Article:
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STORY HUNTING IN NEPAL

We often get asked how we find our stories.

The answer is: a feel for the right person to follow and share a cup of tea with, a lot and a lot of leg work, and of course documenting, phone calls, emails and the less glamorous part of sitting reading through books and searching the web. Needless to say our favourite part of the job is the first one  🙂

Sarita Awale

Sarita Awale, owner of Sanus House and our guide in Kathmandu

Anna and Sarita in Patan

Sarita and Anna (Kore Kamino’s founder)

In Kathmandu it all started with a great guide. Sarita Awale, owner of the homestay we were staying in. Sarita tirelessly took us around, introducing us to the right people, sharing her passion for her Newari culture and she even gave us used tickets and tips to sneak in the Durbar squares as often as we wished – it wasn’t exactly Alexandra David Neil entering 1923 Lhassa , but we did feel a bit of excitement when coming in right after dawn through the back paths of one of the closed cities…

Searching for our perfect story we explored the valley’s different sites: Bhaktapur the Mysterious, Patan the Friendly, Kathmandu the Royal and Bouddhanath the busy Mystic…

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Bhaktapur surroundings

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Kike (Kore Kamino’s co-founder) soaking in the morning sun

Morning light in Bhaktapur

Morning offerings in Bhaktapur Bhaktapur Durbar Square

Being overwhelmed by the richness of the city, its opulent past and incredible centuries-old rites, we had a new problem: how could we chose the one most inspiring story to tell.

We had heard about the Kumaris, the Nepalese Living Goddesses and we had paid a visit to the Patan resident Kumari. It didn’t prove very inspiring. But then Sarita gave us a dusty book from her bookshelf, it was called From Goddess To Mortal.

Goddess to Mortal

We read it in one go, being totally hooked by the author’s sincerity on her life as a child goddess back in the 1980s. What touched us most was her purpose for writing the book and how the latter came to be.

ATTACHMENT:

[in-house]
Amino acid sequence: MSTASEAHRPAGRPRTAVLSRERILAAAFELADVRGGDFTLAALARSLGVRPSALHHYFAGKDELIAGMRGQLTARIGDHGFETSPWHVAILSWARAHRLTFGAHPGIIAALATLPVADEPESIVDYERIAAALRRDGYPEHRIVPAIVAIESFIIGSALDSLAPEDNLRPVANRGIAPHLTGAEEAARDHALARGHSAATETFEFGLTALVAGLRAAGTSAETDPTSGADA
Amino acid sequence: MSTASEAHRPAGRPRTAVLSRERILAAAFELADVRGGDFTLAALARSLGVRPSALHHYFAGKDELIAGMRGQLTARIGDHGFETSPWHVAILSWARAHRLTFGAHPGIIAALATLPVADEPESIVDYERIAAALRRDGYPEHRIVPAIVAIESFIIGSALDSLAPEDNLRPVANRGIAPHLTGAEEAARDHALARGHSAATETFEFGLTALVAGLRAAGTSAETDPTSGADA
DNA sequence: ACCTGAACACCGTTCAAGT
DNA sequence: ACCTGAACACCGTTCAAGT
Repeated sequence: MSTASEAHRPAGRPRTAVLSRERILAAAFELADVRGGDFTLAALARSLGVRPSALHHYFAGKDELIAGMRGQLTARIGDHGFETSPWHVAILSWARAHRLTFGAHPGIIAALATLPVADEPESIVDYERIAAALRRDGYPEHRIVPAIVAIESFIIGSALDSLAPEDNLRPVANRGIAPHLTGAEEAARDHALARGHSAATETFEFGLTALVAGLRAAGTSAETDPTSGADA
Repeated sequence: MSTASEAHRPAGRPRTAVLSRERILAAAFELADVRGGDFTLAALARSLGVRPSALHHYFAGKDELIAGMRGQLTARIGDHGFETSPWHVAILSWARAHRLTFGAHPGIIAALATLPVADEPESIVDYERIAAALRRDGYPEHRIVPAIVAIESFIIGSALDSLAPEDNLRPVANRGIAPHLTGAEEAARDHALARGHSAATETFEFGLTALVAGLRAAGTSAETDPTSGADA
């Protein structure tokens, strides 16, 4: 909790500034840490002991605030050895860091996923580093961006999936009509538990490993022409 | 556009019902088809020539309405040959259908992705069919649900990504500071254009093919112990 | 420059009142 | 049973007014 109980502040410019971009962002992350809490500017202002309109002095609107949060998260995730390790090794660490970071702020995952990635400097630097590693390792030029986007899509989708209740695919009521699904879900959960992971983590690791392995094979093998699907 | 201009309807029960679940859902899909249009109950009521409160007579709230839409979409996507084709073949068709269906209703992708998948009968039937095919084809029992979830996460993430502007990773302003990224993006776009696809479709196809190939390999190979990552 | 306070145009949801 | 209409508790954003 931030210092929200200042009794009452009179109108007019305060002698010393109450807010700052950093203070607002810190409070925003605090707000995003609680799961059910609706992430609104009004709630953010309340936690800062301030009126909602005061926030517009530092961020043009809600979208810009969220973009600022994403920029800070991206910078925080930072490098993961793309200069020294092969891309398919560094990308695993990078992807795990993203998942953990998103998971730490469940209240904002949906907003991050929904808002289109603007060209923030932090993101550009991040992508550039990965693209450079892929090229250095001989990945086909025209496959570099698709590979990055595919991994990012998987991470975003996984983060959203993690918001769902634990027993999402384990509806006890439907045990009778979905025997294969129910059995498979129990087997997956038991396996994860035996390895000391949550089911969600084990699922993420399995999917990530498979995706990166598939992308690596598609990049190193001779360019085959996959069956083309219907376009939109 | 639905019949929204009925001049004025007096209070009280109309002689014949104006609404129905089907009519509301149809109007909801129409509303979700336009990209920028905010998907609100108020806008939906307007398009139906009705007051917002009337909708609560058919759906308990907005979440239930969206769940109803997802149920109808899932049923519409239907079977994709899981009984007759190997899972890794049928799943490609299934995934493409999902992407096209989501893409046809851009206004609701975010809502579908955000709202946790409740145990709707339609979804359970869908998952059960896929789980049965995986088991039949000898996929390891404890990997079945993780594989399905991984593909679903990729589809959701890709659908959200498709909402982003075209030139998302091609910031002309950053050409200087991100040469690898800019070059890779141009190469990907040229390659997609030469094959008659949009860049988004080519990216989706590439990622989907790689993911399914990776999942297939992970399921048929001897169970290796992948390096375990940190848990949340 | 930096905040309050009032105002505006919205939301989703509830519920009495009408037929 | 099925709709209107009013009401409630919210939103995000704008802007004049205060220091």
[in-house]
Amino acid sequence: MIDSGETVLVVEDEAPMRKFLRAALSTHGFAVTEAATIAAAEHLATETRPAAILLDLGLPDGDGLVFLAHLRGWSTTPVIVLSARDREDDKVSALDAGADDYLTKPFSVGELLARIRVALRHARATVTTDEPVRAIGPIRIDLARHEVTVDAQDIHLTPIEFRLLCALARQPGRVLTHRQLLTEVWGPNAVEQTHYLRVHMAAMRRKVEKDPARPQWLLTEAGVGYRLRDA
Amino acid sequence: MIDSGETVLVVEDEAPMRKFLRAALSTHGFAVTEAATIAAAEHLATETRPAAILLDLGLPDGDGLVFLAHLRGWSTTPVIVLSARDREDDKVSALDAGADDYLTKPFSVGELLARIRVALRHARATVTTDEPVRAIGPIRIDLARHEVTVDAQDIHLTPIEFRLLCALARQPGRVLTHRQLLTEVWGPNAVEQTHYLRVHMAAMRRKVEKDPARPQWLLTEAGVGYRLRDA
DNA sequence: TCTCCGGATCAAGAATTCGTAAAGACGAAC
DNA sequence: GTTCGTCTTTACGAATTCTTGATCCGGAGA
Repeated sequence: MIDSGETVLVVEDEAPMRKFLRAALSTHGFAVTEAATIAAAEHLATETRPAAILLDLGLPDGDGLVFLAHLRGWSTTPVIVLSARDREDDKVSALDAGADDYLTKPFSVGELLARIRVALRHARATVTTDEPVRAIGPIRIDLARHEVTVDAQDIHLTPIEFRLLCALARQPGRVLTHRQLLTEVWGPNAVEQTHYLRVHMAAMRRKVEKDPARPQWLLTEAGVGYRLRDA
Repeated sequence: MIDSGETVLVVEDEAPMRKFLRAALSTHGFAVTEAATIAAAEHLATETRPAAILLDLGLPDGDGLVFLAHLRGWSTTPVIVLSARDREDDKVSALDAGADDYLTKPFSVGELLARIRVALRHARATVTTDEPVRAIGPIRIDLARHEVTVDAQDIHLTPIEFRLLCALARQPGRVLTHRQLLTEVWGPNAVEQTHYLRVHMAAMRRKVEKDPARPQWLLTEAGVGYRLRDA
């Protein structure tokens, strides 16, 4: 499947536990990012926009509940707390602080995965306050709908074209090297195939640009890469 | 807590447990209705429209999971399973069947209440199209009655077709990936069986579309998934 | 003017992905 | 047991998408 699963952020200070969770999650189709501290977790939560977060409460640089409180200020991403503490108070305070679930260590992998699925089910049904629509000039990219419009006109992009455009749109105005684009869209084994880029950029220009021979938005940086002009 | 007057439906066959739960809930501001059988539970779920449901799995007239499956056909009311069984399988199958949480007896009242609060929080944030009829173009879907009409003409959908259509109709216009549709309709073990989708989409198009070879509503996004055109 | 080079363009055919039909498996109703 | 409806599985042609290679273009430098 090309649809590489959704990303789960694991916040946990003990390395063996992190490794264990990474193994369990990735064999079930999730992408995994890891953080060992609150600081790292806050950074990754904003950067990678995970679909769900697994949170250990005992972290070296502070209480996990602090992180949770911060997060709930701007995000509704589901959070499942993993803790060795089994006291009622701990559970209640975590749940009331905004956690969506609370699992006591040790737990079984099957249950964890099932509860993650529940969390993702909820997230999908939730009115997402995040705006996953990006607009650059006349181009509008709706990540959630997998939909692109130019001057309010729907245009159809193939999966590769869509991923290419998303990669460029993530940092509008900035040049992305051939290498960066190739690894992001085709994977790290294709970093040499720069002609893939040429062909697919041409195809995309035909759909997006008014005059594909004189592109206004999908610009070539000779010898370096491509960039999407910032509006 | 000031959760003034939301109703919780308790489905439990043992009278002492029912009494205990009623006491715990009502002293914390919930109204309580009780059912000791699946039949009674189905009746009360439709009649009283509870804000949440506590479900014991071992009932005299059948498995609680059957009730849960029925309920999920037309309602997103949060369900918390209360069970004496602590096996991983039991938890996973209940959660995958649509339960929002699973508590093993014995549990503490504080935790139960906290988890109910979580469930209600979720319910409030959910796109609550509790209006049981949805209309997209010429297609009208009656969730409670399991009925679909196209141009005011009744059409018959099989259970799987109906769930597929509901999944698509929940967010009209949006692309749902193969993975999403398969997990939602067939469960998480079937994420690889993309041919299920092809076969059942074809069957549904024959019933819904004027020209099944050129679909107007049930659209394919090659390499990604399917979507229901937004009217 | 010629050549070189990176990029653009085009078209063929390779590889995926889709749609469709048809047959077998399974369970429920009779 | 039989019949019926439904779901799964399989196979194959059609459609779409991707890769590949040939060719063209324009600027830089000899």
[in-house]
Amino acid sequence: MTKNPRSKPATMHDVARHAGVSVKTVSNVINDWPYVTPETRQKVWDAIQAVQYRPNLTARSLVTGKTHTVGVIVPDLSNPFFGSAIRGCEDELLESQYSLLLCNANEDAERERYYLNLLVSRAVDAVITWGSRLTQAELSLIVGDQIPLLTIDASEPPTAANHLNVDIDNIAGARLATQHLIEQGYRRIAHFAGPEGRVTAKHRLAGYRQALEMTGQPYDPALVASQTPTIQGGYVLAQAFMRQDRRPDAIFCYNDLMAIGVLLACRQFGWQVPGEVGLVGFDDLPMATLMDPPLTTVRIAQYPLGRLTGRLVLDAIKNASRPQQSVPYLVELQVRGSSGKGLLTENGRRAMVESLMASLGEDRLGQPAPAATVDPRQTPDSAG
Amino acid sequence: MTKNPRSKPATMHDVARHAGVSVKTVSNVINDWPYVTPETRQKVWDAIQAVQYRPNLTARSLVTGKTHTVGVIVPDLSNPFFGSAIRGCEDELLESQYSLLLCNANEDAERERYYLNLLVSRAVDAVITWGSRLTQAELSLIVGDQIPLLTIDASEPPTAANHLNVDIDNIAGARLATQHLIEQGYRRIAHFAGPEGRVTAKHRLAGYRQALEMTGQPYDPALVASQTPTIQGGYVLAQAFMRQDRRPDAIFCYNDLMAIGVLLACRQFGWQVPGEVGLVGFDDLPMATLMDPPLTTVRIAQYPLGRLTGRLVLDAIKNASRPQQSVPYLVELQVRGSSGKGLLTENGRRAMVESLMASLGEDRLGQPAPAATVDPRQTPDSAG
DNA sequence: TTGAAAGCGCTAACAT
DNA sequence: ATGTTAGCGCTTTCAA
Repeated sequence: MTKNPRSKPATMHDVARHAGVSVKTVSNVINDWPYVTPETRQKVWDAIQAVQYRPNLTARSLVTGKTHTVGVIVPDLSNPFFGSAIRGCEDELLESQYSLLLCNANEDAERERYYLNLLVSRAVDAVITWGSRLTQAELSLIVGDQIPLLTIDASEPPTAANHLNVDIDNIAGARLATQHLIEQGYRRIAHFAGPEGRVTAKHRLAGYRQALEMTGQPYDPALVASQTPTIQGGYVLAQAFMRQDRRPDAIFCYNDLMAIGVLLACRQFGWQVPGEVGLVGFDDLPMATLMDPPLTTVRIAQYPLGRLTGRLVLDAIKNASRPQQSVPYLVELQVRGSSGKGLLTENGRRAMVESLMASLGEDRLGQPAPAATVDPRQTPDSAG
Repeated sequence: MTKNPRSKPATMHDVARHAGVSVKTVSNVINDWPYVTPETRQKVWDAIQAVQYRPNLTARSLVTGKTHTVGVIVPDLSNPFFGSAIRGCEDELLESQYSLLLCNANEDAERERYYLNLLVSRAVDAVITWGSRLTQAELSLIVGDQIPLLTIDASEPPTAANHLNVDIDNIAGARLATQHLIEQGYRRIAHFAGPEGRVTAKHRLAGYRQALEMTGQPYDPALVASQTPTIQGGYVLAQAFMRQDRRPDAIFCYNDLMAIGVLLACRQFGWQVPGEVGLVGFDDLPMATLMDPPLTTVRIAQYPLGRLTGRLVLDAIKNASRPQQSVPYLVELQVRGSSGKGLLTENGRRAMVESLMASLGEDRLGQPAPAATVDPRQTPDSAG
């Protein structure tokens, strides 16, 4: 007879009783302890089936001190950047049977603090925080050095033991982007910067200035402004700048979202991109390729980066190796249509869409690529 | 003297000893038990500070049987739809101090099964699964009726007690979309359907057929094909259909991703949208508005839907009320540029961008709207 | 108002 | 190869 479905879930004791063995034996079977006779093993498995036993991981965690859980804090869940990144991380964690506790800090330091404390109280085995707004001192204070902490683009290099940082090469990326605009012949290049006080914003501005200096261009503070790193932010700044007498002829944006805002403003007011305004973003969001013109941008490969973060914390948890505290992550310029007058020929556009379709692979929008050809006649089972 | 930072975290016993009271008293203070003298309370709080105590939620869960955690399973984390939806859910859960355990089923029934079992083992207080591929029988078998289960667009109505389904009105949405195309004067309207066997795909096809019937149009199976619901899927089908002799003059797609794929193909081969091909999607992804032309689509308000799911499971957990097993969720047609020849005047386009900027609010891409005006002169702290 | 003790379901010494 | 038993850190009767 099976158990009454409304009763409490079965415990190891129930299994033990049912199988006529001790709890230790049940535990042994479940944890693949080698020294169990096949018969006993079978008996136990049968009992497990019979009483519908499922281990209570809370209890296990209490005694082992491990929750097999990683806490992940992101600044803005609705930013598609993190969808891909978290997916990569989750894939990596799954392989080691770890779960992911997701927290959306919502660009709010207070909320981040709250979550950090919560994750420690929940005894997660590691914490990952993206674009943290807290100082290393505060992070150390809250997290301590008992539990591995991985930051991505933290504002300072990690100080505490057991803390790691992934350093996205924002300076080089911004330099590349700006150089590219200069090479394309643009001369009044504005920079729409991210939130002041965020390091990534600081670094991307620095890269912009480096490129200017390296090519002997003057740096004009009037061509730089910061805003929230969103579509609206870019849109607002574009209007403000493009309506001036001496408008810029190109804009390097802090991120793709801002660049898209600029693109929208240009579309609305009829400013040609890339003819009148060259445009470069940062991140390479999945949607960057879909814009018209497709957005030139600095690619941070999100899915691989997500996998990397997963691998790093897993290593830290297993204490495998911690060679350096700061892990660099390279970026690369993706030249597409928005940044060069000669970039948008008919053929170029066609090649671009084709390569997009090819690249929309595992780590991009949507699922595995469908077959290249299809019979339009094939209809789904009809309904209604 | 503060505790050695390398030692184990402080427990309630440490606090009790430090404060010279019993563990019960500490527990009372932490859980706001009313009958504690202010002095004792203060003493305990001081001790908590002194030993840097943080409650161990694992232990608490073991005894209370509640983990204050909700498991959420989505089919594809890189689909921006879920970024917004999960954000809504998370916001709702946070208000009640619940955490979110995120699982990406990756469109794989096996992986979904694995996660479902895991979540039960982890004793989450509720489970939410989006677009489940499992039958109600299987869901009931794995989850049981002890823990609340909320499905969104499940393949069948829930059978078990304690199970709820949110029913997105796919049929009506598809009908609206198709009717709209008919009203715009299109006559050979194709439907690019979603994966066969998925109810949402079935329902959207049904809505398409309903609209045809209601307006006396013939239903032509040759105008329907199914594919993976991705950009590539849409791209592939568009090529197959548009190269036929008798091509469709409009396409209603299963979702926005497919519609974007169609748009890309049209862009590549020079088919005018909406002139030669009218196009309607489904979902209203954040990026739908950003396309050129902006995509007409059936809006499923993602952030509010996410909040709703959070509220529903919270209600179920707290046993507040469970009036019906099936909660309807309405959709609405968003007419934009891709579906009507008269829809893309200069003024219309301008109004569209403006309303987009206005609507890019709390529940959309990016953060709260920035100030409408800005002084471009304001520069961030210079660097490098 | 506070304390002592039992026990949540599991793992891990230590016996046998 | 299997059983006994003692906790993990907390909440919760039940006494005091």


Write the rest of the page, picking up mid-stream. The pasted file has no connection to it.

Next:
When she was the Royal Living Goddess, Rashmila befriended two foreign girls who came from abroad. She then lost contact with them until the girls’ father, a novelist, found her again while on a holiday in Kathmandu 15 years later. Rashmila was keen to get her story out to clarify a lot of misunderstanding about the life of Kumaris. On the pressing of his two daughters, Maya and Anna, Scott finally accepted to help Rashmila to write her biography.

We totally fell in love with their unusual story.

Maya and Anna left at a festival with Kumari (Rashmila)

Maya and Anna left at a festival with Kumari (Rashmila)

Scott Berry and Rashmila Shakya

What followed was our collecting of the three women’s testimonies from Kathmandu to Singapore (where Maya lives) to Bali (where Anna lives), recording how they experienced this unforgettable moment of their childhood . Testimonials of befriending a Living Goddess on Maya and Anna’s part and testimonial of demonstrating tremendous strength of character and modernity, within the strict codes of a secular tradition on Rashmila’s side.

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The autobiography of the author who was worshipped as a virgin goddess from 1984-1991, in Nepal: From Goddess to Mortal: The True-life Story of a Former Royal Kumari (Rashmila Shakya,  as told by Scott Berry)

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